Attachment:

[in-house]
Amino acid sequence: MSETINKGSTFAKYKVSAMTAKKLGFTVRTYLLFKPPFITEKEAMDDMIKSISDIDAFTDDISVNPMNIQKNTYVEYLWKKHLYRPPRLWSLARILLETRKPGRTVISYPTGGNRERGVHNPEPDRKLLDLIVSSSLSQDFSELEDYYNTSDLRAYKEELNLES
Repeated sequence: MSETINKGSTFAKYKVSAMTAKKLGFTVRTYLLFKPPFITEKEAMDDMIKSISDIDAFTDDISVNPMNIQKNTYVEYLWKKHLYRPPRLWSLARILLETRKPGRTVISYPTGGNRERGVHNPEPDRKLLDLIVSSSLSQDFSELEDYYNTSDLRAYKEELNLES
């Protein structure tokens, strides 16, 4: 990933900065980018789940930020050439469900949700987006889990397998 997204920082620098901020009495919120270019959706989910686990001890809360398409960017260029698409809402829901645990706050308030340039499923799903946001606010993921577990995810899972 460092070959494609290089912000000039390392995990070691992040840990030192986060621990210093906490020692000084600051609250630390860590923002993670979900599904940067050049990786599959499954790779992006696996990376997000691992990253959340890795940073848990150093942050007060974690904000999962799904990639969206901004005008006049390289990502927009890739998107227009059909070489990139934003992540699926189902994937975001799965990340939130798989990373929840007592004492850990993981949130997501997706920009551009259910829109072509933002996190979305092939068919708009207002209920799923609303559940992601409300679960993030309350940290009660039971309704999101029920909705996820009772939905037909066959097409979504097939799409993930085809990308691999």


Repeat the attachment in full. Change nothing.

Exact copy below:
[in-house]
Amino acid sequence: MSETINKGSTFAKYKVSAMTAKKLGFTVRTYLLFKPPFITEKEAMDDMIKSISDIDAFTDDISVNPMNIQKNTYVEYLWKKHLYRPPRLWSLARILLETRKPGRTVISYPTGGNRERGVHNPEPDRKLLDLIVSSSLSQDFSELEDYYNTSDLRAYKEELNLES
Repeated sequence: MSETINKGSTFAKYKVSAMTAKKLGFTVRTYLLFKPPFITEKEAMDDMIKSISDIDAFTDDISVNPMNIQKNTYVEYLWKKHLYRPPRLWSLARILLETRKPGRTVISYPTGGNRERGVHNPEPDRKLLDLIVSSSLSQDFSELEDYYNTSDLRAYKEELNLES
């Protein structure tokens, strides 16, 4: 990933900065980018789940930020050439469900949700987006889990397998 997204920082620098901020009495919120270019959706989910686990001890809360398409960017260029698409809402829901645990706050308030340039499923799903946001606010993921577990995810899972 460092070959494609290089912000000039390392995990070691992040840990030192986060621990210093906490020692000084600051609250630390860590923002993670979900599904940067050049990786599959499954790779992006696996990376997000691992990253959340890795940073848990150093942050007060974690904000999962799904990639969206901004005008006049390289990502927009890739998107227009059909070489990139934003992540699926189902994937975001799965990340939130798989990373929840007592004492850990993981949130997501997706920009551009259910829109072509933002996190979305092939068919708009207002209920799923609303559940992601409300679960993030309350940290009660039971309704999101029920909705996820009772939905037909066959097409979504097939799409993930085809990308691999």